• 12. *Government may suggest “control equipment” prior to giving its consent to any industry for its operation. *It may include chimney etc. In case there is any new technology for emission control, then the Board may insist on this to being installed. Standards specific to industries have been specified. *Penalties were for a minimum of six months imprisonment to a maximum of seven years and fine up to Rs. 5,000 for every day during which contravention continues after conviction for the first such contravention. *This law makes it clear that when offenses are committed by a company, its director, manager, secretary or other officers could be held guilty and punished accordingly.
  • 13. *The Act was enacted to “provide for the protection and improvement of environment and for matters connected therewith.” *This act defined environment which includes “water, air, and land and the inter-relationship which exists among and between “water, air and land, and human beings, other living creatures, plants, micro-organisms and property.” *It also defined a hazardous substance as “any substance or preparation which, by reason of its chemical or physics- chemical properties, or handling, is liable to cause harm to human beings, other living creatures, plants, microorganisms, property or the environment.”
  • 14. *This law enlists general powers of the central government which included “all such measures as it deems necessary or expedient for the purpose of protecting and improving the quality of the environment and preventing, controlling and abating environmental pollution.” *The law also included “the standards of quality of air, water, or soil for various areas and purposes, the maximum allowable limits of concentration of various environmental pollutants procedures and safeguards for the handling of hazardous substances.” *The Act also deals with prevention, control and abatement of environmental pollution by specifying the restrictions allowed to the discharge or emit any environmental pollutant in excess of such standards as may be prescribed. *Nor is anyone allowed to handle hazardous substances except “as may be prescribed.” In case of discharge of excess of any material the industry must forthwith.
  • 15. *Under Section 3(1) and Rule 5(3)(d) of this Act, Coastal Regulation Zone (CRZ) have been declared and which restrictions on industries and processes have been imposed. *This restricts setting up or expansion of any industry. “(a) Intimate the fact of such occurrence or (b) be bound, if called upon, to render all assistance, to such authorities or agencies.” *This law requires that all companies must have some sort of a Spill Prevention Control and Countermeasures Plan (SPCC). *Environmental auditing is required by this law starting in 1993. This report is to be submitted to the State Pollution Control Board. *The law indicates that the government may “recognize one or more lab as environmental lab to carry out tests, etc.” *Penalty for contravention of the act may be punishable by imprisonment up to seven years or fine up to Rs 1 lakh (One lakh equals one hundred thousand). Additional fine of up to Rs 5,000 for every day of violation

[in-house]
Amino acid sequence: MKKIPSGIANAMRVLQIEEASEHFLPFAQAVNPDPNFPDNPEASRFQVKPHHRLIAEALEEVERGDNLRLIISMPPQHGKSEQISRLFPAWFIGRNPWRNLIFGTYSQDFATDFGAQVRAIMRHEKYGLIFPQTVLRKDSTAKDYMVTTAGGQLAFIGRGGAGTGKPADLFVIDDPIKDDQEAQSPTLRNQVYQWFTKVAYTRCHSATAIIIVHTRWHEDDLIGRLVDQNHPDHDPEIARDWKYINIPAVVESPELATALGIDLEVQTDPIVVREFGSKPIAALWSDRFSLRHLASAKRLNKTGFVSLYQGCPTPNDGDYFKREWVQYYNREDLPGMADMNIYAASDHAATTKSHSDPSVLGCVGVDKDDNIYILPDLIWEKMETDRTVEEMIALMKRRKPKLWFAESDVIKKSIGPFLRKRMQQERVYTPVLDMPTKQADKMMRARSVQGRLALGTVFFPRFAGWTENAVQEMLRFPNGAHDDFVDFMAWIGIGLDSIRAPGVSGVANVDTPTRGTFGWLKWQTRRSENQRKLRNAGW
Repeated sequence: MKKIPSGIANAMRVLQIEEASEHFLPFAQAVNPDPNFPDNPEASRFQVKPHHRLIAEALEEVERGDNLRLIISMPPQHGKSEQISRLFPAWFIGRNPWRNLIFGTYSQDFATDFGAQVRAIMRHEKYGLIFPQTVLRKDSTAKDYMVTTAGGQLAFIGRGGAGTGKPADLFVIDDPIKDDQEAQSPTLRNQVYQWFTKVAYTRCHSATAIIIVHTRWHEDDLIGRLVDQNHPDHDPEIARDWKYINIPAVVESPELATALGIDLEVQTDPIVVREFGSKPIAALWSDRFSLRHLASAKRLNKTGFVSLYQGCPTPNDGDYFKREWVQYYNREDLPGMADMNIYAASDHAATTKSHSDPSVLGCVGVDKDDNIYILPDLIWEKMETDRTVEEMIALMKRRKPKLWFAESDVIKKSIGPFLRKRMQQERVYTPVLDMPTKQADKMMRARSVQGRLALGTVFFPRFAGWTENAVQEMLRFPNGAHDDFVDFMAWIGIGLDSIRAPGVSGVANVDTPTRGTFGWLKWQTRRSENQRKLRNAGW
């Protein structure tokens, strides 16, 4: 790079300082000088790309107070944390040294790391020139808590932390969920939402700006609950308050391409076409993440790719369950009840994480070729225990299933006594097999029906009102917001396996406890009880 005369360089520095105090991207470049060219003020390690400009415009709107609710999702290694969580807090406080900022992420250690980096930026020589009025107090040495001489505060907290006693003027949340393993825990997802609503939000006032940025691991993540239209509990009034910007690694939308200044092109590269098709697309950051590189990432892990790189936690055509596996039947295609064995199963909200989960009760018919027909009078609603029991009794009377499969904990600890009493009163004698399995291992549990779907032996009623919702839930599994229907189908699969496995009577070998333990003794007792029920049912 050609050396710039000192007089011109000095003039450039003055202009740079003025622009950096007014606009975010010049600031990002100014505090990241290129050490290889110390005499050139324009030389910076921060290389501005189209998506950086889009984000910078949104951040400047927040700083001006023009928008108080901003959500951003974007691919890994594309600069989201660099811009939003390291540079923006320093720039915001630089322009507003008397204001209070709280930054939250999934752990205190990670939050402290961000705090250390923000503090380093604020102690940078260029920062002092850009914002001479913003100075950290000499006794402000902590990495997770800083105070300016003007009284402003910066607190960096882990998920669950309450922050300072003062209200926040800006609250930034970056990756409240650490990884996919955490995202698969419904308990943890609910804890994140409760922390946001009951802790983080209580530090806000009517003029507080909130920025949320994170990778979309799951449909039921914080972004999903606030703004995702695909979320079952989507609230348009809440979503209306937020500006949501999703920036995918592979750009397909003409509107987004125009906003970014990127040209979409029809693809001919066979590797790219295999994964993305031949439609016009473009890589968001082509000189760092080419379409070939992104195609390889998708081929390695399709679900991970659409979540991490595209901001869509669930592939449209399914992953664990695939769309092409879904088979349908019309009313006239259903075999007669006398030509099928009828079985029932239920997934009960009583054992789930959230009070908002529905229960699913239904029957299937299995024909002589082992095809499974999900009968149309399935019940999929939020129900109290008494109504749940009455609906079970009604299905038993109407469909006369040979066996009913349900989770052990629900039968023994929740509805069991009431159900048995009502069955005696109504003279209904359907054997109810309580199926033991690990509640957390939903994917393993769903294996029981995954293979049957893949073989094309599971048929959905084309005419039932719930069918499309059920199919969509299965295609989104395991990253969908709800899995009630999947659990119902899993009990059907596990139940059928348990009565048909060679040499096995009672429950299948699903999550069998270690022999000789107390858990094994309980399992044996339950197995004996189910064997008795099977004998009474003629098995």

• 16. *The National Environmental Tribunal Act of 1995 was enacted to provide for strict liability for damages arising out of any accident occurring while handling any hazardous substance. *For the establishment of a National Environment Tribunal for effective and expeditious disposal of cases arising from such accidents, with a view to giving relief and compensation for damages to persons, property and the environment and for matters connected therewith or incidental thereto.
  • 17. *This Act has been enacted to “hear appeals with respect to restriction of areas in which any industries, operations or processes or class of industries, operations or process shall not be carried out or shall be carried out subject to certain safeguards under the Environment (Protection) Act, 1986 and for matters connected therewith or incidental thereto.” *According to Section 12 of the Act the Authority shall not be bound by the procedure laid down in the code of civil procedure, 1908, but shall be guided by the principles of natural justice. *Subject to the other provisions of this Act and of any rules made by Central Government, the Authority shall have power to regulate its own procedure, including the fixing of places and times of its enquiry and deciding whether to sit in public or private. *Also, with the effect from the date of establishment of the Authority, no civil court or other authority shall have jurisdiction to entertain any appeal in respect of any matter with which the Authority is empowered by or under this Act.
  • 18. *The Ministry of Environment and Forests came out with Wastes (Management and Handling) Rules, July 1989 under the Environment (Protection) Act, 1986. *The main purpose for promulgation of these Rules was for management and handling of hazardous substances. *The basis of any environmental pollution has been the generation and disposal of hazardous substances. *To regulate them, all the above regulations have been promulgated. *Proper disposal is probably the most important aspect of any industry. *For this reason, guidelines have been issued under this set of rules. 1. Guidelines for Occupier/Generator of Hazardous Wastes 2. Guidelines for Transportation of Hazardous Waste 3. Guidelines for Owner/Operator of Hazardous Waste, Storage, Treatment and Disposal Facility